Yeah, so can I. Apparently "lawyerish" is the exact opposite of what you want to do. People want definite answers, but spoken softly. Lawyers tend to give nebulous answers spoken harshly.

I've not mastered the "spoken softly" bit yet, but I can fake the "definite answers" part convincingly.

See, I don't necessarily view academic achievement as a better way to get a job than social skills.

I've always done well in school and I got a 2250 SAT (new system, obviously), but i didn't really consider myself intelligent until I let up on the intensity of schoolwork and started to focus more on my social life, music, fitness, and other non-academic, but valuable pursuits.

I never had an intense concentration on schoolwork. Then again, the point at which I realised that I was intelligent was that I was cruising through first year uni subjects and scoring Ds and HDs, when friends were putting in hours more of work and ending up with Cs and Ds. Or were cruising and ending up with a mash of Fs, Ps and Cs.

At this point, I realised that these were people who, in all likelihood, wanted to learn and were still having trouble. This in contrast to the kids I went to high school with; they didn't want to learn, for the most part, and were having trouble doing so.

To the other side of your point: social skills are hard work for some of us. Gaining the kind of skill required to get people to overlook social deficiencies is a lot easier. For me, at least. Worse still, there are situations where above-average skill and super social skills gets you into trouble where the reverse wouldn't. Psychopaths in the workplace is one that would trip up someone with high social skills where someone with low social skills wouldn't be affected.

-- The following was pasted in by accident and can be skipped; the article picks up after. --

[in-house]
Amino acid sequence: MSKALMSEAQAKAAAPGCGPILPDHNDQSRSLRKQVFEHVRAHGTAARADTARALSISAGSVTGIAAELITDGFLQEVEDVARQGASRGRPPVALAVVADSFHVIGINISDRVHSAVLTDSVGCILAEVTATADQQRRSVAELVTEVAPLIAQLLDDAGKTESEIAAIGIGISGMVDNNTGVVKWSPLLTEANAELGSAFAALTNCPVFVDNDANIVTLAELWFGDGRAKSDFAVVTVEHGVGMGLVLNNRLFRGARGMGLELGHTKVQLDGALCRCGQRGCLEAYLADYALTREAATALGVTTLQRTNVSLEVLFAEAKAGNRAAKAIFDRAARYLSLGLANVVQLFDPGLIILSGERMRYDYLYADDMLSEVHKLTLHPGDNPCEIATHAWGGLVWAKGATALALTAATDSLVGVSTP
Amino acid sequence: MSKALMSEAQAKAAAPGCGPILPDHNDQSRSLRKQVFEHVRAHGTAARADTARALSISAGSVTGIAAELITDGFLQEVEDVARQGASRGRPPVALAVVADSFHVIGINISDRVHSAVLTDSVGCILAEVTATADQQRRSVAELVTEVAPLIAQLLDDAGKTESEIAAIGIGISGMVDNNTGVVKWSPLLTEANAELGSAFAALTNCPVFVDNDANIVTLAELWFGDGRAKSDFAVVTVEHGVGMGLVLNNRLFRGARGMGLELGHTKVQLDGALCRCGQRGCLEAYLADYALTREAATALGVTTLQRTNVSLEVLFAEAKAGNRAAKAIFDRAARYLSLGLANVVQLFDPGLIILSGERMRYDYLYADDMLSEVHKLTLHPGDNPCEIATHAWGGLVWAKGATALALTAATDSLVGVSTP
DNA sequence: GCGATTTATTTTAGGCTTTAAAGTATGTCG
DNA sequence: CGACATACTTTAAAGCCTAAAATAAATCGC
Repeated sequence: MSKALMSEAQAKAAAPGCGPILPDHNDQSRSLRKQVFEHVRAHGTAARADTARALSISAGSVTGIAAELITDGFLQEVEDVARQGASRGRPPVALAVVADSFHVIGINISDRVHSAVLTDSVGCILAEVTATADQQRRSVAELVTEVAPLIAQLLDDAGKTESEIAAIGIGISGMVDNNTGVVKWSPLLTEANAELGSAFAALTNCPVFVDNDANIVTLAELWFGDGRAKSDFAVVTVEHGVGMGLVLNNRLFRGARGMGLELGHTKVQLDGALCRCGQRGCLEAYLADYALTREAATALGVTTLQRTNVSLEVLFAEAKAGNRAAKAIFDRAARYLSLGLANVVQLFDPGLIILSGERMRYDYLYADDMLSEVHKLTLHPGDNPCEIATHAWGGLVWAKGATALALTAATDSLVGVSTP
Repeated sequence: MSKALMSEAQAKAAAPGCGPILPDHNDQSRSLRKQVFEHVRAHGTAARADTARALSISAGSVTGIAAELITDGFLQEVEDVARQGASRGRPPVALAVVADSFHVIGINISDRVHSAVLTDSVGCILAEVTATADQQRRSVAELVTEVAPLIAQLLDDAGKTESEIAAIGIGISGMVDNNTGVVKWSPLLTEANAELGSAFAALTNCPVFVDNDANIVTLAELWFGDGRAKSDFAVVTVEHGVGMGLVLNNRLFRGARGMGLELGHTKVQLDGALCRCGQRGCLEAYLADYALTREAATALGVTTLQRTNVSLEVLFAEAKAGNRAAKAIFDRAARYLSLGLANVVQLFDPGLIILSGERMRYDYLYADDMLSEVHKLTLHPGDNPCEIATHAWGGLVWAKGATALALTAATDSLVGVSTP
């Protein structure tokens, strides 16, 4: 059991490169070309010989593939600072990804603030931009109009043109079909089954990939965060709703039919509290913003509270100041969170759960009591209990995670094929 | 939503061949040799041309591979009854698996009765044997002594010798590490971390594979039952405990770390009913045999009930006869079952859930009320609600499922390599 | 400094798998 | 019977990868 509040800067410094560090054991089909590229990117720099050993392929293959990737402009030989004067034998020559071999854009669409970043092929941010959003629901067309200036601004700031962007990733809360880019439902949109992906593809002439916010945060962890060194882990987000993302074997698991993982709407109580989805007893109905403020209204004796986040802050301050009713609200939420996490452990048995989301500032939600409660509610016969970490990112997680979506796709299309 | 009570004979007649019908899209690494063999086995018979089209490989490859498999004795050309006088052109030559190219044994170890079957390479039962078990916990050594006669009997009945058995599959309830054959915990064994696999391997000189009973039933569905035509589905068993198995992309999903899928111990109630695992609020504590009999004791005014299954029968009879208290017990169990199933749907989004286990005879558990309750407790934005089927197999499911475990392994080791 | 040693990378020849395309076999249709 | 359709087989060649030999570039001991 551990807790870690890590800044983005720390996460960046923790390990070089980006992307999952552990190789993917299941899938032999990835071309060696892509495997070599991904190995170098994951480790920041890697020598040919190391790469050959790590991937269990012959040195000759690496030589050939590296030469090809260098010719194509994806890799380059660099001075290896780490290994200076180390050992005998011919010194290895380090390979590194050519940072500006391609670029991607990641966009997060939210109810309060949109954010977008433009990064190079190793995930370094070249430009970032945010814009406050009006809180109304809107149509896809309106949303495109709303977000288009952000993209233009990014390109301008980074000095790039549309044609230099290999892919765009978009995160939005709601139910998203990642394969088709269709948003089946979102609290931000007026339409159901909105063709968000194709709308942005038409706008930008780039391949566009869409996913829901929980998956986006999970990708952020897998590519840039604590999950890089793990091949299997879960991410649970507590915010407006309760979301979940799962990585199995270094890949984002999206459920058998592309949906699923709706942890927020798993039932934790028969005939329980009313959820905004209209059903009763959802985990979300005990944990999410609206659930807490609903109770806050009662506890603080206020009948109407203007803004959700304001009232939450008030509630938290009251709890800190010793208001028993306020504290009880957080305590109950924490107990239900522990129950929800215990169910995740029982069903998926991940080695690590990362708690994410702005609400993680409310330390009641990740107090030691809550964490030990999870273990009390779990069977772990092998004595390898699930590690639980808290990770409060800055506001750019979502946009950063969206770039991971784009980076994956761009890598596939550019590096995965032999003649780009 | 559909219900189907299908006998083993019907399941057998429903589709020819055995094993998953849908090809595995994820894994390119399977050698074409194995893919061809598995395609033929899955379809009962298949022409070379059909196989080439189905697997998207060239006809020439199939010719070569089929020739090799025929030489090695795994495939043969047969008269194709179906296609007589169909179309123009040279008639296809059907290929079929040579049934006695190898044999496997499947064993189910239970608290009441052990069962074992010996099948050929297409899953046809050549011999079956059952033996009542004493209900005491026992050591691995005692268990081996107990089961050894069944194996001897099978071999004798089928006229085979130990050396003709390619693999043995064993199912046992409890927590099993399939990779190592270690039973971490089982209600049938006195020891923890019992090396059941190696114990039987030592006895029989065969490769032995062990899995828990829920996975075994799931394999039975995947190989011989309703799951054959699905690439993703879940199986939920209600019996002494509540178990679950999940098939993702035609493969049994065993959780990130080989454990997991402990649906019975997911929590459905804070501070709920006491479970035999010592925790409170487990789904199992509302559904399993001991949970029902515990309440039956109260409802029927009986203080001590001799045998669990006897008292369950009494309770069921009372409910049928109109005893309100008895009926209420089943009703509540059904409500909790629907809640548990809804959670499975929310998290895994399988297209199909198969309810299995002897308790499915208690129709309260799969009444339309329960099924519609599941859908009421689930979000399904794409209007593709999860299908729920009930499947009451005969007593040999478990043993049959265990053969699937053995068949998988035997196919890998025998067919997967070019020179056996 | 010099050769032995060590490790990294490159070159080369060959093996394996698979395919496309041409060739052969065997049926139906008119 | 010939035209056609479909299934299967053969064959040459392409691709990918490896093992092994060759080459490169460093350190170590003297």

Since people are bandying around measures of intelligence, I'll get in on that action. I can't tell you anything about SATs, because I've never sat one. But my high school certificate tells me that I beat 93.2% of my state, without actually studying for exams. And with glandular fever. People tell me this is impressive, but I'm not so sure. This puts me somewhere north of 1380 on the old SAT scale, without having any prep, if that helps.

Also, by comparison, both Bringer and Wodan would have rated ~98.95% on my scale.

I'm not sure how valid these comparisons are, though, as my score is modified by whether or not the student took a foreign language, and includes such things as advanced calculus, stoichiometry and programming languages, assuming the student in question took the appropriate subjects.
« Last Edit: February 25, 2009, 22:12:43 EST by Medivh » Logged

And if i catch you comin' back my way
I'm gonna serve it to you
And that ain't what you want to hear
But that's what I'll do
-- "Seven Nation Army", The White Stripes

So what you're telling me is that LTV's fudge factor means more than it's independent variable?
Yes...
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« Reply #7 on: February 26, 2009, 10:38:29 EST »

I've never had an IQ test, so I don't know what my IQ is.  I think that intelligence is important, as are many other things.
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Heq
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« Reply #8 on: February 26, 2009, 10:56:56 EST »

Well, it does show how well one can work within a given system.